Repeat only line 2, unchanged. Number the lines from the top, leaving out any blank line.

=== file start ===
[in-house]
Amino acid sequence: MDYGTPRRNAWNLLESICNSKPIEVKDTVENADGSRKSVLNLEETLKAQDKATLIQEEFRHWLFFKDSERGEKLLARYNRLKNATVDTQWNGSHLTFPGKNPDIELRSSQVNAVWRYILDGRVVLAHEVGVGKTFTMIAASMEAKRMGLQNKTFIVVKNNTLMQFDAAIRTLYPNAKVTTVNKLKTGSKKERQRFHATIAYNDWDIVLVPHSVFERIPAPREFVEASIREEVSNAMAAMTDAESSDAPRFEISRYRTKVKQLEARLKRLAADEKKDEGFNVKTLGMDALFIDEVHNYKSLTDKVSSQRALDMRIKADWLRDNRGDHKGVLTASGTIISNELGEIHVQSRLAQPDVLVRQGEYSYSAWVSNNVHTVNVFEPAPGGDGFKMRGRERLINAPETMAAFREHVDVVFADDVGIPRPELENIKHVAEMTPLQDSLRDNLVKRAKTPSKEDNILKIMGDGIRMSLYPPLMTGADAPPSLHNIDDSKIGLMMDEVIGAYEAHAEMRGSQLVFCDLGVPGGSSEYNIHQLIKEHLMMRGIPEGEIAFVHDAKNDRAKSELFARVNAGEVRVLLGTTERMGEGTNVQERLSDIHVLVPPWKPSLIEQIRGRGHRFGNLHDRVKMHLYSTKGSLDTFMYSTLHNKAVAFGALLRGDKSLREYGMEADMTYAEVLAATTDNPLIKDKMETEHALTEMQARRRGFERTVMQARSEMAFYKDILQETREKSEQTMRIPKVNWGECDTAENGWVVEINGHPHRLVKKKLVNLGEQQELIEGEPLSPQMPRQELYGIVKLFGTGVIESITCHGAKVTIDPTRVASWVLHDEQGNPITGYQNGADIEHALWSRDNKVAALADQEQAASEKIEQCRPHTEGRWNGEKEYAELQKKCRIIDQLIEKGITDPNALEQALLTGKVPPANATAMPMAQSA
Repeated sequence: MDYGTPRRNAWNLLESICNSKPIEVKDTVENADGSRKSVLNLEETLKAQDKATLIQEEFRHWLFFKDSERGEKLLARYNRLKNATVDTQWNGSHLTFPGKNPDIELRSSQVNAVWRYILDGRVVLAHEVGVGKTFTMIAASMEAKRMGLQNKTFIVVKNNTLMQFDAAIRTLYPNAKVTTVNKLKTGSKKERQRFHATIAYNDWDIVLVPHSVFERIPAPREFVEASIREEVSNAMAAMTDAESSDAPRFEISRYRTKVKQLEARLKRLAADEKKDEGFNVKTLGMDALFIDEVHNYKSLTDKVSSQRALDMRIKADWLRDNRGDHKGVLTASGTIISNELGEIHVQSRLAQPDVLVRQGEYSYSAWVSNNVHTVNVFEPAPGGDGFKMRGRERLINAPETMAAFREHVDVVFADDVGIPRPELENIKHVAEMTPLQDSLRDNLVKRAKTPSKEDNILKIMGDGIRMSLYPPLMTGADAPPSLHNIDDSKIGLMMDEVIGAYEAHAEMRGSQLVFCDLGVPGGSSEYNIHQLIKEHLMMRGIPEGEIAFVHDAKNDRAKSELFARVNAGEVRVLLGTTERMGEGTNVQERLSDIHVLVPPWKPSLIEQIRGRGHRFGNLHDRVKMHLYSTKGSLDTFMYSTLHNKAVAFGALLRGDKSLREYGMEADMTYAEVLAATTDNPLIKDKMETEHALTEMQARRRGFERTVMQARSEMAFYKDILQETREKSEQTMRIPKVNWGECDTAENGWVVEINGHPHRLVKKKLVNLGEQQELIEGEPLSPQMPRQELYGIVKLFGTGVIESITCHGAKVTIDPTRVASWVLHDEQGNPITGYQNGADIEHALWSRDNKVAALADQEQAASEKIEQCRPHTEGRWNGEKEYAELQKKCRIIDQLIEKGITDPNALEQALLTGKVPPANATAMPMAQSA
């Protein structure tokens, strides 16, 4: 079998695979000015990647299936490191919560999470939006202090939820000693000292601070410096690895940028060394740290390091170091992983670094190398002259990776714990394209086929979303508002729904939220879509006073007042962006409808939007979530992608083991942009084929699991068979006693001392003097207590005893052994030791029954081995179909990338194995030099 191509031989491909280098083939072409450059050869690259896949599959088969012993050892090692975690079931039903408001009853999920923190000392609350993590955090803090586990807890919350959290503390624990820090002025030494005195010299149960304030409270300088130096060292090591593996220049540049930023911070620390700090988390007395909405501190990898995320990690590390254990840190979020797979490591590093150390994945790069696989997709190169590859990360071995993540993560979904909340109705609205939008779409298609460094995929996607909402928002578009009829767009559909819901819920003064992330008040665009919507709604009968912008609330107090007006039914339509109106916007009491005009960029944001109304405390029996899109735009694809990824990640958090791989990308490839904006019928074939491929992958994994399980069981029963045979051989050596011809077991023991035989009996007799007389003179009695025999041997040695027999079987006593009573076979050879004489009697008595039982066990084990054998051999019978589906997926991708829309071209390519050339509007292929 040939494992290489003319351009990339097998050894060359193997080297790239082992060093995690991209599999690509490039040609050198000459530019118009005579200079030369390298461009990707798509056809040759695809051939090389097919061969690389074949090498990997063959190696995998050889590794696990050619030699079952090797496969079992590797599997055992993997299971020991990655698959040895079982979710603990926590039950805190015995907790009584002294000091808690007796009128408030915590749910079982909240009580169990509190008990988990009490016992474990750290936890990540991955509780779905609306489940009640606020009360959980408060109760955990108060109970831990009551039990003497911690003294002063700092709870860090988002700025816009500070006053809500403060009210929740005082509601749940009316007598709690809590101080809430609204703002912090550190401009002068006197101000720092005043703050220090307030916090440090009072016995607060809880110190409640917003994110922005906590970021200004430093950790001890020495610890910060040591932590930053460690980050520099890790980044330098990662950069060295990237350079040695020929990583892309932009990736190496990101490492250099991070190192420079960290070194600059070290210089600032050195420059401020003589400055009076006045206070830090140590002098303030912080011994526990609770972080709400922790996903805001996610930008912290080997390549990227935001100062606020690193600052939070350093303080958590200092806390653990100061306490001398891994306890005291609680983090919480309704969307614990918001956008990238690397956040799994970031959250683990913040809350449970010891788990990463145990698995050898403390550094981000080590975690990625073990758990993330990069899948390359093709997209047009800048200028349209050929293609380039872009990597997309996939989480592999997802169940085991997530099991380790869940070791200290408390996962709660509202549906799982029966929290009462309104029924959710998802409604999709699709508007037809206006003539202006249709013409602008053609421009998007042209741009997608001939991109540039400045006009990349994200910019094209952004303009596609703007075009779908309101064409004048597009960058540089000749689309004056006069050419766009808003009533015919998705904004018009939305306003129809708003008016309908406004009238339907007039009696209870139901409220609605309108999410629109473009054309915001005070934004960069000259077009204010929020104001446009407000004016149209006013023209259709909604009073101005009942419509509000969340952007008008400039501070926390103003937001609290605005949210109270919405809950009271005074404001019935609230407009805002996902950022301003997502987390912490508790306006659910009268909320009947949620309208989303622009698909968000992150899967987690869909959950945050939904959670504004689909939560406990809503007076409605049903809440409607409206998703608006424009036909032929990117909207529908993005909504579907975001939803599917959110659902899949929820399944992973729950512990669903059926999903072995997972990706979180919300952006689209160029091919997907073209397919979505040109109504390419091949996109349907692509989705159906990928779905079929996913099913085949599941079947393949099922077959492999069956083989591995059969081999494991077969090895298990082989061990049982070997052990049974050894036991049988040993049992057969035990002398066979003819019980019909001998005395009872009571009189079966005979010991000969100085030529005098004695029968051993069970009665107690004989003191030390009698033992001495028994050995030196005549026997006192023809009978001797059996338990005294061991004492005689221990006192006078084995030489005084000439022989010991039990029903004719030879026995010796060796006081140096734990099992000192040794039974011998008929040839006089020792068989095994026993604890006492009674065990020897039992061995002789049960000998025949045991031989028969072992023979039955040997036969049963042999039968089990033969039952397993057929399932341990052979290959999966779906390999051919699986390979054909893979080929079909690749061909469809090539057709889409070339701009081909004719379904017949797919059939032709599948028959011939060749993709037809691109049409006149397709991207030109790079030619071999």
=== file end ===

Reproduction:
Amino acid sequence: MDYGTPRRNAWNLLESICNSKPIEVKDTVENADGSRKSVLNLEETLKAQDKATLIQEEFRHWLFFKDSERGEKLLARYNRLKNATVDTQWNGSHLTFPGKNPDIELRSSQVNAVWRYILDGRVVLAHEVGVGKTFTMIAASMEAKRMGLQNKTFIVVKNNTLMQFDAAIRTLYPNAKVTTVNKLKTGSKKERQRFHATIAYNDWDIVLVPHSVFERIPAPREFVEASIREEVSNAMAAMTDAESSDAPRFEISRYRTKVKQLEARLKRLAADEKKDEGFNVKTLGMDALFIDEVHNYKSLTDKVSSQRALDMRIKADWLRDNRGDHKGVLTASGTIISNELGEIHVQSRLAQPDVLVRQGEYSYSAWVSNNVHTVNVFEPAPGGDGFKMRGRERLINAPETMAAFREHVDVVFADDVGIPRPELENIKHVAEMTPLQDSLRDNLVKRAKTPSKEDNILKIMGDGIRMSLYPPLMTGADAPPSLHNIDDSKIGLMMDEVIGAYEAHAEMRGSQLVFCDLGVPGGSSEYNIHQLIKEHLMMRGIPEGEIAFVHDAKNDRAKSELFARVNAGEVRVLLGTTERMGEGTNVQERLSDIHVLVPPWKPSLIEQIRGRGHRFGNLHDRVKMHLYSTKGSLDTFMYSTLHNKAVAFGALLRGDKSLREYGMEADMTYAEVLAATTDNPLIKDKMETEHALTEMQARRRGFERTVMQARSEMAFYKDILQETREKSEQTMRIPKVNWGECDTAENGWVVEINGHPHRLVKKKLVNLGEQQELIEGEPLSPQMPRQELYGIVKLFGTGVIESITCHGAKVTIDPTRVASWVLHDEQGNPITGYQNGADIEHALWSRDNKVAALADQEQAASEKIEQCRPHTEGRWNGEKEYAELQKKCRIIDQLIEKGITDPNALEQALLTGKVPPANATAMPMAQSA